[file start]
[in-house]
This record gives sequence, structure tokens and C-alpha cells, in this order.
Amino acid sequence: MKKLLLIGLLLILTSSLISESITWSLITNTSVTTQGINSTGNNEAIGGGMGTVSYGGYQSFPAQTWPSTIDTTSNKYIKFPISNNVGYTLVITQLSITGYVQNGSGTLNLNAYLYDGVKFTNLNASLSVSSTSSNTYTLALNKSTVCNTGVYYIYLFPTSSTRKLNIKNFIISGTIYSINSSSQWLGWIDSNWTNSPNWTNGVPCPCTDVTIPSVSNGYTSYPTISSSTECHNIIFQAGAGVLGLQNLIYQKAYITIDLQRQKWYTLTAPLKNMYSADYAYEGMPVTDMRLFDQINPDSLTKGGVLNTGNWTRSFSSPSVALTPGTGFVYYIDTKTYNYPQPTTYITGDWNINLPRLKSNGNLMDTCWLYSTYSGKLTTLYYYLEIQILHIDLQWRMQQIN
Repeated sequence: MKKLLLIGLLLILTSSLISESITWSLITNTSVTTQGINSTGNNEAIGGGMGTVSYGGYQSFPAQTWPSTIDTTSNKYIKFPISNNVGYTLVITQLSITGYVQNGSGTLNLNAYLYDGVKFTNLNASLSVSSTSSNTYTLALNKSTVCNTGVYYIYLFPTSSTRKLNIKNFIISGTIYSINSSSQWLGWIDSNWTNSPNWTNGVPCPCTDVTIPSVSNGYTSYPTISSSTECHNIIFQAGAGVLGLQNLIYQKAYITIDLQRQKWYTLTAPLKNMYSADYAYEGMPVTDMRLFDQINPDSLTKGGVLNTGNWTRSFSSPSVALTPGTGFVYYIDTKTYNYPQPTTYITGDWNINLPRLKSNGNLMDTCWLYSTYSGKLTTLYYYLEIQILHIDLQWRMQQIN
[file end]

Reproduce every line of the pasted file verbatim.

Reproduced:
[in-house]
This record gives sequence, structure tokens and C-alpha cells, in this order.
Amino acid sequence: MKKLLLIGLLLILTSSLISESITWSLITNTSVTTQGINSTGNNEAIGGGMGTVSYGGYQSFPAQTWPSTIDTTSNKYIKFPISNNVGYTLVITQLSITGYVQNGSGTLNLNAYLYDGVKFTNLNASLSVSSTSSNTYTLALNKSTVCNTGVYYIYLFPTSSTRKLNIKNFIISGTIYSINSSSQWLGWIDSNWTNSPNWTNGVPCPCTDVTIPSVSNGYTSYPTISSSTECHNIIFQAGAGVLGLQNLIYQKAYITIDLQRQKWYTLTAPLKNMYSADYAYEGMPVTDMRLFDQINPDSLTKGGVLNTGNWTRSFSSPSVALTPGTGFVYYIDTKTYNYPQPTTYITGDWNINLPRLKSNGNLMDTCWLYSTYSGKLTTLYYYLEIQILHIDLQWRMQQIN
Repeated sequence: MKKLLLIGLLLILTSSLISESITWSLITNTSVTTQGINSTGNNEAIGGGMGTVSYGGYQSFPAQTWPSTIDTTSNKYIKFPISNNVGYTLVITQLSITGYVQNGSGTLNLNAYLYDGVKFTNLNASLSVSSTSSNTYTLALNKSTVCNTGVYYIYLFPTSSTRKLNIKNFIISGTIYSINSSSQWLGWIDSNWTNSPNWTNGVPCPCTDVTIPSVSNGYTSYPTISSSTECHNIIFQAGAGVLGLQNLIYQKAYITIDLQRQKWYTLTAPLKNMYSADYAYEGMPVTDMRLFDQINPDSLTKGGVLNTGNWTRSFSSPSVALTPGTGFVYYIDTKTYNYPQPTTYITGDWNINLPRLKSNGNLMDTCWLYSTYSGKLTTLYYYLEIQILHIDLQWRMQQIN